summary #4EDITORIAL
A Word from the Editor

- Individual Tournament
(Serge Prokofiev)

FEATURE: Trapèze
- Trapèze: a Forgotten Ballet by Serge Prokofiev and Boris Romanov
(Noëlle Mann)

- Sergei Prokofiev – “Soviet” Composer
(Ekaterina Chernysheva)
- The Magnificent George
(Lesley-Anne Sayers)


- The Many Faces of Prokofiev
(Barbara Nissman)

Eisenstein: the Sound Years
(John Riley)
- CD Reviews (David Nice and Daniel Jaffé)

- Serge Prokofiev Diary 1907-1933

The Many faces

of Prokofiev

As seen through his piano concertos


Piano Concerto No.5 in G major, Op.55 (1932)

Serge Prokofiev, 1933. (c)Wasserman


Piano Concerto No.1 in D flat,
Op.10 (1911)

Piano Concerto No.2 in G minor, Op.16 (1912-13) revised 1923

Piano Concerto No.3 in C Major
Op.26 (1921)

Piano Concerto No.4 in B flat Major, Op.53, for the left hand (1931)

10 Sergei Prokofiev: Soviet Diary, p. 294.

“I searched for a ‘new simplicity’ only to discover that this new simplicity, with its novel forms, and, chiefly, new tonal structure was not understood. The fact that here and there my efforts to write simply were not successful is beside the point. I did not give up, hoping that the bulk of my music would in time prove to be quite simple when the ear grew accustomed to the new melodies, that is, when the melodies became the accepted idiom.” (10)
   Prokofiev identified the problem facing all composers: is there anything original left to say without repetition of old formulae? In his final piano concerto the composer earnestly searches for a “new simplicity”, and instead, produces a new complexity both for the listener and performer. Written during Prokofiev’s Paris years, the Fifth is the least accessible of all his piano concertos, never achieving a true popular success.
   Certainly this is not the Prokofiev of the Second and Third Concertos. Here the style is much leaner, more angular and generally devoid of its usual dramatic bravura pianism. The athletic, physically demanding piano writing with its wide and awkward leaps, shifting registers, crossed hands, jabbing off-beat accents and numerous meter changes does not fit comfortably under the hands and fingers. As in his Fifth Piano Sonata, Prokofiev purposely veils his natural pianistic instincts, preferring instead to imitate Stravinsky’s rather prickly approach at the keyboard. Generally lacking any cohesive unity of style, this five-movement work can be reduced to a series of alternating episodes, more in the character of a light-weight diversion. Resembling movements from a serenade or divertissement, their formal design is basically three-part. Although spiced with plenty of dissonance, the harmonic language does not stray far from G major and its closely related keys, with the opposing forces of the piano and orchestra mainly responsible for much of the dissonance. More importantly, the final concerto does not give birth to even one memorable melody (in spite of an over-profusion of melodic content) within its five movements, and not one movement equals the dramatic weight found in the Second or Third concerto movements. (The Larghetto movement comes closest.)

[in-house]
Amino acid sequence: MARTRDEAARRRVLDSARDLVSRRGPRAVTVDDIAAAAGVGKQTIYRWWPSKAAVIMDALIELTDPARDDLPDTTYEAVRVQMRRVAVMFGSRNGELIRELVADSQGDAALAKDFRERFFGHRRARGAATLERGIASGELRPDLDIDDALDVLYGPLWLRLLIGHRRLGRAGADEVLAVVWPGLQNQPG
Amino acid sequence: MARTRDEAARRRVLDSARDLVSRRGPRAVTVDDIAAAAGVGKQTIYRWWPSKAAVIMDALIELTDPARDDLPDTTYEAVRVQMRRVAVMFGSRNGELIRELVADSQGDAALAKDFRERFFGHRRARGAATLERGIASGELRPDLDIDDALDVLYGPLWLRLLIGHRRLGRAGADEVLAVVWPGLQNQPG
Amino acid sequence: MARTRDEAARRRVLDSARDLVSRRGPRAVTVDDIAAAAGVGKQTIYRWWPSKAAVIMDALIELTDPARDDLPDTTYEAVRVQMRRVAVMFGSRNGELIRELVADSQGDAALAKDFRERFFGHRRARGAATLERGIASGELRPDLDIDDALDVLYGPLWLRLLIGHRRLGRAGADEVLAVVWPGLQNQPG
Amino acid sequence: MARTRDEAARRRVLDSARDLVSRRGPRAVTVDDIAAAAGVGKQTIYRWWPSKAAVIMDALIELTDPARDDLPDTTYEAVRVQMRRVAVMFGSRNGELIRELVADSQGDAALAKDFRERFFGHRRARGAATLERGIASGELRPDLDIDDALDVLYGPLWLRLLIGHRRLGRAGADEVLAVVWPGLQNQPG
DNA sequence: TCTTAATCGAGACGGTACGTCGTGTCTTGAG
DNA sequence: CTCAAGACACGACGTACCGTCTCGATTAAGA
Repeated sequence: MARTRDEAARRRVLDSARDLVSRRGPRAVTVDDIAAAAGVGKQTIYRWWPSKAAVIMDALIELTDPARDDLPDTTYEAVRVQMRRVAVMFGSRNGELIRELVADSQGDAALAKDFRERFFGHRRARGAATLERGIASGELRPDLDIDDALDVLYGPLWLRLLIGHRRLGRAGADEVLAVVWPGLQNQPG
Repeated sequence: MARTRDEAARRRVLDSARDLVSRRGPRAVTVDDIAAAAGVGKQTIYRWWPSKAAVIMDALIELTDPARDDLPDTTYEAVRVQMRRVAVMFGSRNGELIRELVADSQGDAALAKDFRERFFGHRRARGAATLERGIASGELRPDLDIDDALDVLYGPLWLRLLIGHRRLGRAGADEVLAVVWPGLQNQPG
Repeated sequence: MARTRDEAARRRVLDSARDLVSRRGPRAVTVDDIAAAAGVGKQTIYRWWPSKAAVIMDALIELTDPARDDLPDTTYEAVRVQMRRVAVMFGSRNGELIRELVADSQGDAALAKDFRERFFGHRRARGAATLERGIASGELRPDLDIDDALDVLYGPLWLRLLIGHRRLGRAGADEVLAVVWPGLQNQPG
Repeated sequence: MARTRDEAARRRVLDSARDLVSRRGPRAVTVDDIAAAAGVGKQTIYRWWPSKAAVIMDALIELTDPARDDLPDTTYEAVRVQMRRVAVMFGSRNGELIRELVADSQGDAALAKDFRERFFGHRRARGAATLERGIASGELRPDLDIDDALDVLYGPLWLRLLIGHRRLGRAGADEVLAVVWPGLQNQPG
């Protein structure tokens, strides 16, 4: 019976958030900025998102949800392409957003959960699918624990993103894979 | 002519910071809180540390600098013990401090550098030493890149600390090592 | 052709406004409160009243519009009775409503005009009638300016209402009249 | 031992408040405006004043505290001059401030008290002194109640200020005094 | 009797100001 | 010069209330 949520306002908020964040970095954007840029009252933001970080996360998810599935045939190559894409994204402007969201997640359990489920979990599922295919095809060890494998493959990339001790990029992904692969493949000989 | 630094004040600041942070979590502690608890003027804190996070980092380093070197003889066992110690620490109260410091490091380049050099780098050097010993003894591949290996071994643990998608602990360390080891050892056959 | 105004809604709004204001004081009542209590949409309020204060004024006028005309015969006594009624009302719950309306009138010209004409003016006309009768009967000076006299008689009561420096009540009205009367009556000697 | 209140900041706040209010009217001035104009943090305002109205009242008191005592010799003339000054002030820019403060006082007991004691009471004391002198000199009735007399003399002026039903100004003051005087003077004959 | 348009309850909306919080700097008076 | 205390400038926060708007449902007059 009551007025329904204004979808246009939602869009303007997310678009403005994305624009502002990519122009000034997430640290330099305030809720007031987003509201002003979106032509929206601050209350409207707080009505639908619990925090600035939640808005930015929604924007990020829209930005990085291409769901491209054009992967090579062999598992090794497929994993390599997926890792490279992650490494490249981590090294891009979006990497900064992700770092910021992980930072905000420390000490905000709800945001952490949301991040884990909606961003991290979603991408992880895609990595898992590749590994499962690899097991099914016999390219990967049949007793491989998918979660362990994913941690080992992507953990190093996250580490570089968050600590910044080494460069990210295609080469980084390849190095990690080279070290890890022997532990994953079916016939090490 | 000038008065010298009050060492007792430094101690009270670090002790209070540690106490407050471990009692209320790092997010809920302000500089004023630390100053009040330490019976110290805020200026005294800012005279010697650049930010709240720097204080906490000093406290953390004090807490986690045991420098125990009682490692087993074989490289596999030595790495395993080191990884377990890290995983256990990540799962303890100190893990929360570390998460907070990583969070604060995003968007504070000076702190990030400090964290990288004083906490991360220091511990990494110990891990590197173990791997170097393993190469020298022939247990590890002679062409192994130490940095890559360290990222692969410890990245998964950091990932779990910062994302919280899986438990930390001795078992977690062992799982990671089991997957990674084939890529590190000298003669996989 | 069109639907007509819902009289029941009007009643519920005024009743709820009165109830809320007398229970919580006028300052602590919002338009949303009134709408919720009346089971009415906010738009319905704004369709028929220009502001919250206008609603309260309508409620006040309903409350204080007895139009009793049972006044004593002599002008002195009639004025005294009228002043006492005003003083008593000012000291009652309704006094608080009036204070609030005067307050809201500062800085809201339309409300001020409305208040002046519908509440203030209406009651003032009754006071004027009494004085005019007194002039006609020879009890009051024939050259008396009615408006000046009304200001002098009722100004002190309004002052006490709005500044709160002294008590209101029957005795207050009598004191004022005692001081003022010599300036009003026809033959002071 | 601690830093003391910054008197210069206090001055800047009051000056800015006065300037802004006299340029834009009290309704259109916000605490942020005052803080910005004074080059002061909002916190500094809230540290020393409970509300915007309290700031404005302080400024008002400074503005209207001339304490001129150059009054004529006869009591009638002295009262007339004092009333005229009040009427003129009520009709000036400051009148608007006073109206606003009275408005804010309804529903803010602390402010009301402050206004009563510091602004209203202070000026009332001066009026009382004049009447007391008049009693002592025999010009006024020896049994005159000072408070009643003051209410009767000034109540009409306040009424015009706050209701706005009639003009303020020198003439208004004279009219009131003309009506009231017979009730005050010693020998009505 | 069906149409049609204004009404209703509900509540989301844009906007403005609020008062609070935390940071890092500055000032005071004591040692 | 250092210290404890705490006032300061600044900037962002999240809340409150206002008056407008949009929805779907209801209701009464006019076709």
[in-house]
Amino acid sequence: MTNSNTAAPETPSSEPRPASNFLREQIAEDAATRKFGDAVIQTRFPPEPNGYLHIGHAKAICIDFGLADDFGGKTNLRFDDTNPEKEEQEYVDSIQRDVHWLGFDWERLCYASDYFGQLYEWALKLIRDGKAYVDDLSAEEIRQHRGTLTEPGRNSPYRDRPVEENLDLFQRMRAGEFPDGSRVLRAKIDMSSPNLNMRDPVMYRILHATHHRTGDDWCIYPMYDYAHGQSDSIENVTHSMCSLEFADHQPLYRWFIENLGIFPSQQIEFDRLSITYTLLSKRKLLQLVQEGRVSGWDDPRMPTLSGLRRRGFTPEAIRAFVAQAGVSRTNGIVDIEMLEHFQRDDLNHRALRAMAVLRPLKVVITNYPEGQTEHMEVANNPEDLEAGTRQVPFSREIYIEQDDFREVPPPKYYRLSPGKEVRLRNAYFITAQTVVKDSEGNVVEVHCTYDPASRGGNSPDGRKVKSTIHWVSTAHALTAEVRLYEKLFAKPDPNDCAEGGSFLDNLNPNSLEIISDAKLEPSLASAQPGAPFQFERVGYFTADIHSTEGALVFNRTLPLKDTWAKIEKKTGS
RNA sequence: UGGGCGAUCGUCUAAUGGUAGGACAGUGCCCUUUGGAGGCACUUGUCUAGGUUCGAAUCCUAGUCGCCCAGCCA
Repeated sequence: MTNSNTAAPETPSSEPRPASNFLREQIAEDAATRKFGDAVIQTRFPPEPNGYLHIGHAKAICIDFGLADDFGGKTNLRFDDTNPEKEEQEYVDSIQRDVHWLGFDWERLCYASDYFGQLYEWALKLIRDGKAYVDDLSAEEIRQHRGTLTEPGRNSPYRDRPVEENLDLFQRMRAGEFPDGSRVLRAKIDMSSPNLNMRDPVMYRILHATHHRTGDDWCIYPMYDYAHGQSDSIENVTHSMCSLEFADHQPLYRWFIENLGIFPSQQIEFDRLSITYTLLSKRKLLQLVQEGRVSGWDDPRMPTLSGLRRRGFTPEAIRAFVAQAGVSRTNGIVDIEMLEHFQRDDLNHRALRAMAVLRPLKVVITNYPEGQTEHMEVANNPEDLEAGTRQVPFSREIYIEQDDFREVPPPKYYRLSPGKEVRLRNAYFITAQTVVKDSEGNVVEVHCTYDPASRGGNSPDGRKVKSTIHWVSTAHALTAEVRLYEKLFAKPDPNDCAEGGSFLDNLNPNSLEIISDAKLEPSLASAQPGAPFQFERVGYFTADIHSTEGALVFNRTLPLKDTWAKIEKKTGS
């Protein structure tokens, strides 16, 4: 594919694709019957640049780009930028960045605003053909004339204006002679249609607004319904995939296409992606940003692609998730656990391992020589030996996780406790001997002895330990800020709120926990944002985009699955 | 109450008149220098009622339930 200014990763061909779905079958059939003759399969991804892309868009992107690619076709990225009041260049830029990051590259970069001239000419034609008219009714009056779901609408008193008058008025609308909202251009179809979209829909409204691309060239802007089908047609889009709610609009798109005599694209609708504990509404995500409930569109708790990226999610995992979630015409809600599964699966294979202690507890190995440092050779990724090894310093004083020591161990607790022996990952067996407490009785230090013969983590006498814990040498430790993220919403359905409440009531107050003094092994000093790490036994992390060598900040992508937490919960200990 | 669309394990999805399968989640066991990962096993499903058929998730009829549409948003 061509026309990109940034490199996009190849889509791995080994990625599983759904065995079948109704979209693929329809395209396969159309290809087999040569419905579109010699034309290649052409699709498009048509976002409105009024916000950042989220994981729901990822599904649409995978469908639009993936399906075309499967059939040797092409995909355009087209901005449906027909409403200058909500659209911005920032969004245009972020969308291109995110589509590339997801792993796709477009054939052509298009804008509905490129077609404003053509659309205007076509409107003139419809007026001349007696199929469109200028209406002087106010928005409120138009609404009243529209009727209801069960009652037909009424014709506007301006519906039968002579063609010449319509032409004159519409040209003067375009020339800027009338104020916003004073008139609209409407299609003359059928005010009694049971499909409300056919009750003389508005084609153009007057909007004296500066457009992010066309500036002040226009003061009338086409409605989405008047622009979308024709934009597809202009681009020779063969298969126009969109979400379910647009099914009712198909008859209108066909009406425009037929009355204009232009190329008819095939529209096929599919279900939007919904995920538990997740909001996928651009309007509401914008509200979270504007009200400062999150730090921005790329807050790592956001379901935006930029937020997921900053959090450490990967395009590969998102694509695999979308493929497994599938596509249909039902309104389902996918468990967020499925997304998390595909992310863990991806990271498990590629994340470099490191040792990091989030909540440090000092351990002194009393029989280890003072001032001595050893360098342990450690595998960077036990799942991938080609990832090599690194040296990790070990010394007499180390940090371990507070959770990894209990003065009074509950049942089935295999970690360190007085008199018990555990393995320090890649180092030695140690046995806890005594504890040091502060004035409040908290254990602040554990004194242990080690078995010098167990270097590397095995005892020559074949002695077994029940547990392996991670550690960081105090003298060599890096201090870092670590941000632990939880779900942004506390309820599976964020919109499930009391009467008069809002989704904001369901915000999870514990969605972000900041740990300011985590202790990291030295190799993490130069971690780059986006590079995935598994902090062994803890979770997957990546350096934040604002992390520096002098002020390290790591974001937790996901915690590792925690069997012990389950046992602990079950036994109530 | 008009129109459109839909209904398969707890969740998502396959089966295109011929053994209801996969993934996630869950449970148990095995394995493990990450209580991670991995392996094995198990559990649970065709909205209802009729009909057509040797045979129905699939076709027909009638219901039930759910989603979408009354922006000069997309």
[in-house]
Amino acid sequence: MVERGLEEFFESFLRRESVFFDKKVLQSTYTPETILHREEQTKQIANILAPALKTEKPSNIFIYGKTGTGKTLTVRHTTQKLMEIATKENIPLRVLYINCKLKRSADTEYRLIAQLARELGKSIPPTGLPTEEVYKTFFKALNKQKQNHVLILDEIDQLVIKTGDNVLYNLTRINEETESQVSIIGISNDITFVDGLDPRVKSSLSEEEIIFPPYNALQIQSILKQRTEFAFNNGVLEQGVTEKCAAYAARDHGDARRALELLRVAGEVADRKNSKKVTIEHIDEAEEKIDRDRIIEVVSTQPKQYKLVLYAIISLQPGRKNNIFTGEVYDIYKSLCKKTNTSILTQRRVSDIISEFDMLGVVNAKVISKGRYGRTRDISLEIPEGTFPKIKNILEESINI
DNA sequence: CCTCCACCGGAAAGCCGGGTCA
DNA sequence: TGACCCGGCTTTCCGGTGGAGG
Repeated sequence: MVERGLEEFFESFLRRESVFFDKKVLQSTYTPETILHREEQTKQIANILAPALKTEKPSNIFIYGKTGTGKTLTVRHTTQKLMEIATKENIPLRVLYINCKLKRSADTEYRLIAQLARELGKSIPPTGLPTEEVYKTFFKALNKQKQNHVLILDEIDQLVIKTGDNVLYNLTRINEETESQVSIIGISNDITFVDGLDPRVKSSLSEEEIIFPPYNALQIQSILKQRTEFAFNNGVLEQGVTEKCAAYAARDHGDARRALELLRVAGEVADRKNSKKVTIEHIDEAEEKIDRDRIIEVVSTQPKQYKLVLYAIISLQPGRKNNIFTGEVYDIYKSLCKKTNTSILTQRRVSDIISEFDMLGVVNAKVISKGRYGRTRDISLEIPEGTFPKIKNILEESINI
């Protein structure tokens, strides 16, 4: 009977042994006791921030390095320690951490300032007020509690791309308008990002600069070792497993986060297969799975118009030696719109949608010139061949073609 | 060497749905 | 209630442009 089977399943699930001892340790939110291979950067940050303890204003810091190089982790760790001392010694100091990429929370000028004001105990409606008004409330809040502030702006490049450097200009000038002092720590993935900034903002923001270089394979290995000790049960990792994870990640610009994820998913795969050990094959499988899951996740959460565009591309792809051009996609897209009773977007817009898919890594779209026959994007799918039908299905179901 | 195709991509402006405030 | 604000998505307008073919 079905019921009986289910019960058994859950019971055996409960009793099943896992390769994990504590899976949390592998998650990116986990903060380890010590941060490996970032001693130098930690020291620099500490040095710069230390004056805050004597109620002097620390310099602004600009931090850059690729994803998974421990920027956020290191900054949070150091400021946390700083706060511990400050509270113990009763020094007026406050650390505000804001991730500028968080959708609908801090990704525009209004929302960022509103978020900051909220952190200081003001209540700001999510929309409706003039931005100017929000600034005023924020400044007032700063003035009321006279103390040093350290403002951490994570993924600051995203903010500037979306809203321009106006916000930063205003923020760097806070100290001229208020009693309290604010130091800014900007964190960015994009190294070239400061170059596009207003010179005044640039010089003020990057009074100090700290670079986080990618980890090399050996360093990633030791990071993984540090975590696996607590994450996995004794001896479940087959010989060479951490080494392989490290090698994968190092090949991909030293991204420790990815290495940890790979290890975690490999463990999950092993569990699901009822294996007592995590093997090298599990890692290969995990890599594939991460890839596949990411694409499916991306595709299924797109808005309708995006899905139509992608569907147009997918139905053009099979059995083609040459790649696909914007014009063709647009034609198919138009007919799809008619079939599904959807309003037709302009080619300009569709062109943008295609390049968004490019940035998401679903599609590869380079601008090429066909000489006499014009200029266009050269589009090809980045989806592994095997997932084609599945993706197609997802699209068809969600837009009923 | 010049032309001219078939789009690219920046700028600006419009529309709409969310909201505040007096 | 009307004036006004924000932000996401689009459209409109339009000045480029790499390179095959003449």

Prokofiev attempts to adopt a new language, but refuses to speak it all the time. Unwilling to totally commit, the “Russian Liszt” and his nineteenth-century roots play a cameo role throughout the work. The angularity of the first and third movements recalls Stravinsky’s influence, combined with Prokofiev’s overzealousness to be perceived as new and modern by a critical French public. Yet echoes of old Russia can also be heard in the folk-like themes found within the second and fourth movements. The well-known Prokofiev, the man with the sharp tongue and caustic wit, constantly resurfaces. The opening of the second movement march recalls one of Prokofiev’s signature pieces, his March from Love for Three Oranges. The innate lyricism of a sentimental Russian romantic is also exposed in the first movement’s second subject and the opening of the fourth movement Larghetto. With this haunting theme, Prokofiev provides a hint of what will be revealed later in the soulful Andante caloroso of the Seventh Sonata. Even his child-like innocence, his sense of fun and swagger makes an appearance in the finale’s second theme, and looks forward to Peter and the Wolf. It’s as if Prokofiev cannot decide which way to go, which route to choose, what face to show, should he play the intellectual or the Russian peasant.
   The question remains: did Prokofiev totally succeed in creating a new language – achieving a “new simplicity” within his final Concerto? That feeling of inevitability, usually linked to the cohesive stylistic unity associated with any great piece of music, seems generally to be lacking; a strong personal identification, an inner connection between the composer and this work just isn’t there. Personally, I miss his uniqueness – his spontaneity, freshness and joy at the keyboard.
   Undoubtedly, Prokofiev was bothered by the luke-warm reception that greeted his final piano concerto. Could this have contributed in part to Prokofiev’s decision to return to his Russian roots, or did he intuitively sense the real and imminent danger of losing his natural voice, and decide it was time to go home to retrieve it? Nevertheless, I certainly agree with Prokofiev: underneath the complicated writing, there does exist an underlying simplicity. Although not obvious initially, it awaits our discovery.
   All five Piano Concertos combine to paint a vivid, cubist portrait of Serge Prokofiev. The question remains though: which one captures the “real” Prokofiev?